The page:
Faith is pissed that Buffy wants to rat her out, and feigns bravado by making fun of the guy for being boring as they investigate his office, but it’s clearly a facade: “He came out of nowhere,” she murmurs softly at one point. Buffy doesn’t seem to realize how much her tough-girl attitude is just covering up her guilt. I guess Buffy is more of a one-layer girl. Even Faith realizes this: “It doesn’t matter what kind of vibe you get off a person, because nine times out of ten, the face they’re showing you is not the real one.” She’s talking about the deputy, whose involvement with Mr. Trick they discover while searching his office. Buffy accuses Faith of hiding her real feelings about this. Faith argues that they’re still overall positive for the world, given how many lives they’ve saved. And that this guy just got caught in the cross-fire.
Faith is obviously being too callous here, but Buffy responds with–for lack of a less sexist word–hysteria, responding to straw man arguments instead of what Faith is actually saying. She keeps saying that that doesn’t mean they can “do whatever they want,” like, I don’t think Faith was saying that? And then she says that just because they’ve saved lives doesn’t mean they can sit in judgment on others, which… I feel like that should be Faith’s line, since Buffy’s really the one sitting in judgment here, but OK.
The mayor is upset, or at least selfishly bothered, by the death of the deputy, but then Mr. Trick finds the autopsy report and deduces that the Slayers must have done it: there is a stab wound to the chest and wooden splinters. This makes the mayor feel a lot better. Buffy arrives home to find a police officer waiting to interrogate her. Faith, same thing at her motel. They claim to have been watching movies together. Faith, told about the wooden stake, sasses that the killer must not have been “hip to the bronze age.”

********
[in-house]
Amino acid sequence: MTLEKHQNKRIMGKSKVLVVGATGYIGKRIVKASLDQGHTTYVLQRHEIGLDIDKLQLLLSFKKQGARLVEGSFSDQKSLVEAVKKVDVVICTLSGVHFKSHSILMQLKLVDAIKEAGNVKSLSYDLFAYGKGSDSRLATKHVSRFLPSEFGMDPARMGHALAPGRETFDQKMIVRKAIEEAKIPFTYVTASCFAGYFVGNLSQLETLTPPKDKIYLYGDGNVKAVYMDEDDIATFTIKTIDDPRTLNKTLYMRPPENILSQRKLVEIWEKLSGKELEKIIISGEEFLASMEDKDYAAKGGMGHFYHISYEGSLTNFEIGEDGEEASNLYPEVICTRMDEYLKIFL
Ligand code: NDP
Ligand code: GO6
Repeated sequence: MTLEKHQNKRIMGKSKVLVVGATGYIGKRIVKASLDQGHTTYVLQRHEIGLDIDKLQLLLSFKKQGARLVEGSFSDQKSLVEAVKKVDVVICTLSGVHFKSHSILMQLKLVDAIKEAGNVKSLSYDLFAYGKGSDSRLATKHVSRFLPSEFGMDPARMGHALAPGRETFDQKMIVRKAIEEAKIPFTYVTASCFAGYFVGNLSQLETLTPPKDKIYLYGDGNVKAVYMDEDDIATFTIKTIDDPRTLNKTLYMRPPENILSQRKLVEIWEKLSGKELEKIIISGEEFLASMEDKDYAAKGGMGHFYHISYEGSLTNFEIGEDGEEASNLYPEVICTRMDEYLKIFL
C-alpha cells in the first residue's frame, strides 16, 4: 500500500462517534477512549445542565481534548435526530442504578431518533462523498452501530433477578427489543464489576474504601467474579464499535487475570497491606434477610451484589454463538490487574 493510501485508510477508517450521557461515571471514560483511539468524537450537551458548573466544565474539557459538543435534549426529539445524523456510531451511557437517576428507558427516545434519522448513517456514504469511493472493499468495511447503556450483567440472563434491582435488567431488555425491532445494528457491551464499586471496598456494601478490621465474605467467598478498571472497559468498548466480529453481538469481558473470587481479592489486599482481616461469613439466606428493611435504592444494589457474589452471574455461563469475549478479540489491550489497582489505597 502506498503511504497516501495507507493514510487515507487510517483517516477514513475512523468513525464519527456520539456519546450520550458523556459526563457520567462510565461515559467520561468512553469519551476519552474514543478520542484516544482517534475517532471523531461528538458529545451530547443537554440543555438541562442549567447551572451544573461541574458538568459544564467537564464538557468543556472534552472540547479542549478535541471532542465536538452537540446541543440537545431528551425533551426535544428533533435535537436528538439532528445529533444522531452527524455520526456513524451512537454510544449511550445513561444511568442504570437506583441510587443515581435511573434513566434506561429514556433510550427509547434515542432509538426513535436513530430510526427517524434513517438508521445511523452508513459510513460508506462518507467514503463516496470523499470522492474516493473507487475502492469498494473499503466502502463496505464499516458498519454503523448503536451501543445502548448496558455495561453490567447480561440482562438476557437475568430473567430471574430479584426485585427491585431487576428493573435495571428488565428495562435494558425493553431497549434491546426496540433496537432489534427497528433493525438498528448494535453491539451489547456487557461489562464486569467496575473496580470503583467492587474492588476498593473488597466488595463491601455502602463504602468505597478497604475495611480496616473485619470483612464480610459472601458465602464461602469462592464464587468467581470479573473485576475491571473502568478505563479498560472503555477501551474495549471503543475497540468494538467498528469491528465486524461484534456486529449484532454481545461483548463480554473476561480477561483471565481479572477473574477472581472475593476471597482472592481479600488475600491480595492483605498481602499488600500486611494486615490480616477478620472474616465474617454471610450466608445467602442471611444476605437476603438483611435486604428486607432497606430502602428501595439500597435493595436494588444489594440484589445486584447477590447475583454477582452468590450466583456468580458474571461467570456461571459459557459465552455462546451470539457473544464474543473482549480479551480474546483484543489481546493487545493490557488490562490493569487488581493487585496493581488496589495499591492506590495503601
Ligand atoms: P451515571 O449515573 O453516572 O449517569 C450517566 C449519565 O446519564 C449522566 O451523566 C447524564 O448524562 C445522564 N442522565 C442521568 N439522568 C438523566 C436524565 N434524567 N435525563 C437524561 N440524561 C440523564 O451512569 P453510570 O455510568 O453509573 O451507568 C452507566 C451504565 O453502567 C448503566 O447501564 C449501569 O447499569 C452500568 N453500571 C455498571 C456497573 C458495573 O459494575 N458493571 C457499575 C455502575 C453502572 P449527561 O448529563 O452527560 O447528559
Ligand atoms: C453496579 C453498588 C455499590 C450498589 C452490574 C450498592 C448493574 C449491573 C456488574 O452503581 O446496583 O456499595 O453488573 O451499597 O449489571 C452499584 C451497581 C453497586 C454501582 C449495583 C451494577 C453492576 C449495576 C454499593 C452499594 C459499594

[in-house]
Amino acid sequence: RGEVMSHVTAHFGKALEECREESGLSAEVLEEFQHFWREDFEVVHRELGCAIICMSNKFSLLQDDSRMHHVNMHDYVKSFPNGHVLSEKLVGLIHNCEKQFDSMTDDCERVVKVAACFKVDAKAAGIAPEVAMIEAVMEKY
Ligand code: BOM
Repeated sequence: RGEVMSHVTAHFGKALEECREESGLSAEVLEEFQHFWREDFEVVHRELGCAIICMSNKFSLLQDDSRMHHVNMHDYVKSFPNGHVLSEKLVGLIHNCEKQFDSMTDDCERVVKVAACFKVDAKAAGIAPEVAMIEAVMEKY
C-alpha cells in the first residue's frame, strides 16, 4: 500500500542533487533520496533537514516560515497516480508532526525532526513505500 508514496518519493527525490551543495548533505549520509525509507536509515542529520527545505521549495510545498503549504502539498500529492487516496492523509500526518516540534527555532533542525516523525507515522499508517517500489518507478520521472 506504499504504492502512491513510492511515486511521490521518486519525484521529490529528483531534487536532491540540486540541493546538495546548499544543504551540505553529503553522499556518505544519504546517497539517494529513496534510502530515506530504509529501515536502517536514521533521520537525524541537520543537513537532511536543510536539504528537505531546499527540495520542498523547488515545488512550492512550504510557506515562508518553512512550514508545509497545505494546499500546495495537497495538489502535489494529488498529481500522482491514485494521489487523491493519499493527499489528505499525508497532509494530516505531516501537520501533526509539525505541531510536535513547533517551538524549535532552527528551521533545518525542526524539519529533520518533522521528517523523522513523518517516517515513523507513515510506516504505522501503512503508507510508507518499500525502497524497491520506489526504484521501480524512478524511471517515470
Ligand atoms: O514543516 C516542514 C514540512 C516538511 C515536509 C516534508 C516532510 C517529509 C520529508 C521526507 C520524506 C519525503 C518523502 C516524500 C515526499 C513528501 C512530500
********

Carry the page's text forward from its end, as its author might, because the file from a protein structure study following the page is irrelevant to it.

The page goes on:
Freaked by the interrogation, Buffy heads to Willow’s, but before she can confess, Willow launches into a very Willow-like rant about how she totally understands why Buffy likes Faith so much but that she feels a wee bit left out. Buffy bursts into tears and Willow totally thinks that her ultra-mild rant was the cause of it, which is adorable. But finally Buffy tells her what’s going on, and that she’s afraid the police officer knows she was lying. Willow advises her to go to Giles. But when Buffy arrives, Faith is already there–and has “confessed” that Buffy stabbed the man. Ooh!! That is devious. As soon as Buffy gets into Giles’ office though, Giles says morosely that he knows it was Faith. “She may have many talents, but fortunately lying is not one of them.” He just pretended to believe her to protect Buffy in case Faith was going to take the lie further. Ooh! Giles is devious, too! A little touch of the old sinner Giles used to be.